The back of paper is called “Shihai (shi: paper; hai: back)” Characters are sometimes written on Shihai.
This story is focused on Shihai of the document mentioned in “24. History recorded in drawings” in the Stories behind the Hyakugo Archives:
After being terribly troubled by the invasion of manors by Jito (local master of manors), Toji divided its land into the share for Toji as the Ryoke (owner and lord of manors) and the share for the Jito, and stipulated that the two parties should not interfere with each other’s shares, thereby seeking resolution of the issue. The document above was written in the late Kamakura period, indicating that an agreement concerning the division of land was reached between the Zassho (local representative who collected land tax for Toji) and the Jito-dai (deputy Jito). You can see that some characters are written in the left corner and at the lower center of Shihai.
In the left corner, it is written “栄実和与状 (Eijitsu Wayojo)”. “Eijitsu” is the Zassho for Toji, and “Wayo” means reconciliation. So the summary of the text on the front side is indicated here.
At the lower center, a statement “為向後証文、所加封判也” is written, together with the titles, names, and Kaos (signatures) of two representatives. These representatives were Bugyonin at the Kamakura bakufu (Kamakura shogunate), who handled trial proceedings, etc. The statement at the beginning is a legal authorization of the reconciliation between Toji and Jito.
Based on the context above, we can consider that, following the land division, Toji reported the agreement made between Zassho Eijitsu and Jito-dai to the Kamakura bakufu, and the document was returned to Toji after authorization by the bakufu.
In this way, the statement, names, and Kaos of authorization were required on the Shihai for Wayojo to be legally binding. It was also necessary that the letter of settlement (“Saikyojo”) authorizing Wayo should be issued by the bakufu.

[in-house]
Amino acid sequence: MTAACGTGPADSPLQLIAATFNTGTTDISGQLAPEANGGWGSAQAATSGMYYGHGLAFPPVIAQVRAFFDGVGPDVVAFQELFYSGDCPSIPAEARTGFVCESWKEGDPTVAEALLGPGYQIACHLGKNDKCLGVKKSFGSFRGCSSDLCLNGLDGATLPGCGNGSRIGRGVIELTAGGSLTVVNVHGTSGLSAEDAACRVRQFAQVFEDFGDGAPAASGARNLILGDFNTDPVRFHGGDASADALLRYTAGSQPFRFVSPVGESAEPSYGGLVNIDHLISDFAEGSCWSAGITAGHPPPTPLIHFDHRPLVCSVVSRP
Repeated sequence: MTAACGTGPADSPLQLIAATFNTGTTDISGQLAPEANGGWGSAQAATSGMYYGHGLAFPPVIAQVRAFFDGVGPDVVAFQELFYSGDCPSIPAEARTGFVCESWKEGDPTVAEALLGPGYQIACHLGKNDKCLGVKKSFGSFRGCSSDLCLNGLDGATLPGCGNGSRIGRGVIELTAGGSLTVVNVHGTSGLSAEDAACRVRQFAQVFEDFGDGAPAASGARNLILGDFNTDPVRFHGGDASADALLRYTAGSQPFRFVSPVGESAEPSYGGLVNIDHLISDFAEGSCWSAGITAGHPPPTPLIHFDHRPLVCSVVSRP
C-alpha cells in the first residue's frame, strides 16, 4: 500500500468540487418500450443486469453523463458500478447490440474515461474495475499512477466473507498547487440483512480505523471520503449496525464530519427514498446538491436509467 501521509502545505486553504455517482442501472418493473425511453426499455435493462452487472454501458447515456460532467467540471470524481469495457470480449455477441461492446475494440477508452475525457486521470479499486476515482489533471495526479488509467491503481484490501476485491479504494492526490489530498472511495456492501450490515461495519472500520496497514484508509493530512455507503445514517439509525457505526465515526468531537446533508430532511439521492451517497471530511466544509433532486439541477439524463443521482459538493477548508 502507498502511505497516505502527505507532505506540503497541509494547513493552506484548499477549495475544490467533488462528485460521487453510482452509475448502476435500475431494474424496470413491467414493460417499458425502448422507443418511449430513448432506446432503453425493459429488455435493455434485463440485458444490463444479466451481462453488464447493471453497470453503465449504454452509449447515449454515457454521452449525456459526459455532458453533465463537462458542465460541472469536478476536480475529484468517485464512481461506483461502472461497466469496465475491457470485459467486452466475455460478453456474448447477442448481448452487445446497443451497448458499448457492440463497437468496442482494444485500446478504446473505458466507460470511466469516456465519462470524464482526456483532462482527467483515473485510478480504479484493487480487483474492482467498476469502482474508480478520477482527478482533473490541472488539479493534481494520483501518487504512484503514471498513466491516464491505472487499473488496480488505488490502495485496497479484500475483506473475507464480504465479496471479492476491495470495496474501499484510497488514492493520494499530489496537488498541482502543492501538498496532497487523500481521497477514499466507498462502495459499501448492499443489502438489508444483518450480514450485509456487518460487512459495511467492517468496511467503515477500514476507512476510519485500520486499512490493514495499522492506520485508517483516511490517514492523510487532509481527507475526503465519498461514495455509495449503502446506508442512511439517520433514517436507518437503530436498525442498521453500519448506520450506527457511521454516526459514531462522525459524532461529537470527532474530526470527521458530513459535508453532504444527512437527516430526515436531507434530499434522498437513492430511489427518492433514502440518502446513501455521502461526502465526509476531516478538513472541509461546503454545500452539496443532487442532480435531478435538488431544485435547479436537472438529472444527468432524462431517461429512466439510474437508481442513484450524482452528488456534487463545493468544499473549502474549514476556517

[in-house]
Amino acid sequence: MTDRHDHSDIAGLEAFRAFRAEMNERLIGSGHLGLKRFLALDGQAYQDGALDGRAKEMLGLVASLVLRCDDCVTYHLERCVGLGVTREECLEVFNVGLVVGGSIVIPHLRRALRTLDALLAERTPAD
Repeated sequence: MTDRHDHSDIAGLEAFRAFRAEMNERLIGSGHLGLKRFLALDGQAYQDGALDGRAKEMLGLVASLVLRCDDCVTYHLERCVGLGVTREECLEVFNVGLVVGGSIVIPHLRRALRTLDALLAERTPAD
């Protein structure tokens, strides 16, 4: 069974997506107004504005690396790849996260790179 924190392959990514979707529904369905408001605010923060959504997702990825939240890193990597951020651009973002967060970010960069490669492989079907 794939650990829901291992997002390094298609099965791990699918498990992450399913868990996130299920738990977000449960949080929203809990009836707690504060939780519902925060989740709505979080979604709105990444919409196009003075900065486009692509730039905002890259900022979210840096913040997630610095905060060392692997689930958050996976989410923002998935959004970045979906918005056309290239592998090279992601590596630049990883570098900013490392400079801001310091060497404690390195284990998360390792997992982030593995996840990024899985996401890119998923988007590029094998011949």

The above is a Saikyojo. It contains three writing errors.
First, “東大寺 (Todaiji)” at the beginning of the first line is of course a mistake for “東寺 (Toji)”. The small circle written at the left bottom of the letter “大” means that this letter should be deleted.
Similarly, “細場” at the end of the ninth line and “細以下” at the beginning of the twelfth line are respectively mistakes for “網場” and “網以下”.
Next, keep the locations of these mistakes in mind, and look at the Shihai.
A small Kao is affixed in each of the three locations, playing the role equivalent to correction seals that are used in the present Japan. This Kao is identified as one of the Kaos that were affixed to the Shihai of the Wayojo indicated above. Probably this person served as a secretary.
In conclusion, you can see another Kao of a different person on the seam of paper, apart from the three small Kaos. This was affixed by Hojo Hisatoki, who served as one of the directors at “Hikitsuke”, a court for the Kamakura bakufu. It seems that the reconciliation in question was authorized under the responsibility of Hojo Hisatoki.
(Kaji, Materials Section, the Kyoto Institute Library and Archives)